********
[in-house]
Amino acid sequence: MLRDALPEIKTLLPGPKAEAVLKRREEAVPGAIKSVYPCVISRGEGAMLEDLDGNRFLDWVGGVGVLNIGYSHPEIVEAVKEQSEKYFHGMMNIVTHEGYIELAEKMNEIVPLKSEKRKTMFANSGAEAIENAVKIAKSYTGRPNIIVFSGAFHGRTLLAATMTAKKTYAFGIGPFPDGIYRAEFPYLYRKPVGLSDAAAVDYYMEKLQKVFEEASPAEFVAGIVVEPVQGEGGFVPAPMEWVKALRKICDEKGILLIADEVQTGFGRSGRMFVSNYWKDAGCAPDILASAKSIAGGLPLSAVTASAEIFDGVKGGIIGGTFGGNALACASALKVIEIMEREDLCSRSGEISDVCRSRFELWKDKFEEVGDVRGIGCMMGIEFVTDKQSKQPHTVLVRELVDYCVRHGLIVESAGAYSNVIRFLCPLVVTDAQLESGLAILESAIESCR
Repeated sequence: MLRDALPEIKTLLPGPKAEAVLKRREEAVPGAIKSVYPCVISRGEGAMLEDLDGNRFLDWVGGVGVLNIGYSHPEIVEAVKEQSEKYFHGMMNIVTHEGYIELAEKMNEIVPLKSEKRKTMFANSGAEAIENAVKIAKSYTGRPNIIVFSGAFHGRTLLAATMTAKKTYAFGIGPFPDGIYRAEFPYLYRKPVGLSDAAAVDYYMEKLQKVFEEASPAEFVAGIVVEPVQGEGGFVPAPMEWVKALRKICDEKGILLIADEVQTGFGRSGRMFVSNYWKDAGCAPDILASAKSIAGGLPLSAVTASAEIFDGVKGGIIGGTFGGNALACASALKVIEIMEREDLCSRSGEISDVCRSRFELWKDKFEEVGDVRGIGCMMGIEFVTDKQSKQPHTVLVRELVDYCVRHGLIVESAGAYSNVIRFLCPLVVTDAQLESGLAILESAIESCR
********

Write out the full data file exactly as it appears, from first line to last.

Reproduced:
[in-house]
Amino acid sequence: MLRDALPEIKTLLPGPKAEAVLKRREEAVPGAIKSVYPCVISRGEGAMLEDLDGNRFLDWVGGVGVLNIGYSHPEIVEAVKEQSEKYFHGMMNIVTHEGYIELAEKMNEIVPLKSEKRKTMFANSGAEAIENAVKIAKSYTGRPNIIVFSGAFHGRTLLAATMTAKKTYAFGIGPFPDGIYRAEFPYLYRKPVGLSDAAAVDYYMEKLQKVFEEASPAEFVAGIVVEPVQGEGGFVPAPMEWVKALRKICDEKGILLIADEVQTGFGRSGRMFVSNYWKDAGCAPDILASAKSIAGGLPLSAVTASAEIFDGVKGGIIGGTFGGNALACASALKVIEIMEREDLCSRSGEISDVCRSRFELWKDKFEEVGDVRGIGCMMGIEFVTDKQSKQPHTVLVRELVDYCVRHGLIVESAGAYSNVIRFLCPLVVTDAQLESGLAILESAIESCR
Repeated sequence: MLRDALPEIKTLLPGPKAEAVLKRREEAVPGAIKSVYPCVISRGEGAMLEDLDGNRFLDWVGGVGVLNIGYSHPEIVEAVKEQSEKYFHGMMNIVTHEGYIELAEKMNEIVPLKSEKRKTMFANSGAEAIENAVKIAKSYTGRPNIIVFSGAFHGRTLLAATMTAKKTYAFGIGPFPDGIYRAEFPYLYRKPVGLSDAAAVDYYMEKLQKVFEEASPAEFVAGIVVEPVQGEGGFVPAPMEWVKALRKICDEKGILLIADEVQTGFGRSGRMFVSNYWKDAGCAPDILASAKSIAGGLPLSAVTASAEIFDGVKGGIIGGTFGGNALACASALKVIEIMEREDLCSRSGEISDVCRSRFELWKDKFEEVGDVRGIGCMMGIEFVTDKQSKQPHTVLVRELVDYCVRHGLIVESAGAYSNVIRFLCPLVVTDAQLESGLAILESAIESCR